Source: Corelogic, Morgan Stanley
Impact on investment returns
A poor year for higher-risk assets caused an almost 180 degree turnaround in the relative performance of UniSuper’s investment options. Whereas global strategies were our best performers in 2017, in 2018 they were our worst—with the notable exception of Global Companies in Asia (which had negligibile exposure to companies listed in the underperforming emerging market countries). Conversely, the Australian Bond option climbed to the top of the ladder in 2018 after being the second worst performer in 2017. The Cash option (1.8%) outperformed the Balanced option (0.9%) in 2018, representing the first time that has happened since 2011.
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|Global Companies in Asia
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Past performance isn’t an indictor of future performance. The information in this article is of a general nature and doesn’t take into account your individual objectives, financial situation or needs. You should consider the appropriateness of the information for your personal circumstances and consider consulting a licensed financial adviser before making an investment decision based on the information contained in this article.
Is there light at the end of the tunnel?
Given that most share markets around the world have experienced their worst year since the global financial crisis, investors are generally engulfed in gloom. With a number of markets having fallen 20% from their peaks, we now hear talk of being in a ‘secular bear’ market. We feel there shouldn’t be too much attention paid to such predictions. Markets could indeed fall further but there’s nothing particularly special about a 20% fall as distinct from, say, a 15% or 25% fall. In fact, if an investor bought every time a market fell 20%, they would far more often than not be in front within 12 months.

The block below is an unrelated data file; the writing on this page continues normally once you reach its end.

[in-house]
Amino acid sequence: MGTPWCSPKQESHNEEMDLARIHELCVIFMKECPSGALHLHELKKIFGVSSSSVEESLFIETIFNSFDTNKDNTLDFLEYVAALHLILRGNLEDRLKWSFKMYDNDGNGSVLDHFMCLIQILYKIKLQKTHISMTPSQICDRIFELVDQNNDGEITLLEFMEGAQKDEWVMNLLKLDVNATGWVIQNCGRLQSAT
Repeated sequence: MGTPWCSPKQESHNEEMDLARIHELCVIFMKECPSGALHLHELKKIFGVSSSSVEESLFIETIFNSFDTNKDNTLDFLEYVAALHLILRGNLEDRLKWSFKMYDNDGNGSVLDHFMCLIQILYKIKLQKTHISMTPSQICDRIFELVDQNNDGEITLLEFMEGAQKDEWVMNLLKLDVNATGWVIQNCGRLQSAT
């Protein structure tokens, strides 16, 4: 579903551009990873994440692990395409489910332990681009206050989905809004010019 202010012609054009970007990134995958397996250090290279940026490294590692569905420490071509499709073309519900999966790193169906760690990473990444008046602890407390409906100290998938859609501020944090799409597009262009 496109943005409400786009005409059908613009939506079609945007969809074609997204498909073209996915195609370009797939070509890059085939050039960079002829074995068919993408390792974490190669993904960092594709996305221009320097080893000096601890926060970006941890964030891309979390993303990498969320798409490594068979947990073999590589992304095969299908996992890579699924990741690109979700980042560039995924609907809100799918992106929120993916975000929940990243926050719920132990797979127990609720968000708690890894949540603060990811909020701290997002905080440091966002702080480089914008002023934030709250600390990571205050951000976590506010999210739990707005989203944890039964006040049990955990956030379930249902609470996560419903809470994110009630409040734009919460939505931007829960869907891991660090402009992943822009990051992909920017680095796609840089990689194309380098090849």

In terms of catalysts of a more positive tone to markets, top of the list are:
- A clear indication from the Federal Reserve that they’re close to the end of this tightening cycle. In this regard, the latest comments from Fed officials have been encouraging and January is off to a more positive start. The firm market consensus is that we’re closer to the end than the beginning of the cycle, and some commentators are even suggesting the possibility that the next move in official rates will be down.
- Resolution to the China/US trade war. In global finance, there are really only two countries that matter—the US and China—so it’s absolutely essential that they arrive at a workable truce. How this plays out is anyone’s guess, although we can take some heart from Trump’s recent tweets that talks are progressing well. Let’s hope it’s not fake news.
- For Australian investors, it’s hard to see a broad market rally without support for the banks. Assuming that the bad news from the Royal Commission has already been factored in, we now need stabilising house prices, particularly in Sydney and Melbourne. Unfortunately, given political uncertainty and tighter lending conditions, it’s hard to see this happening any time soon. But it will happen… housing cycles never die.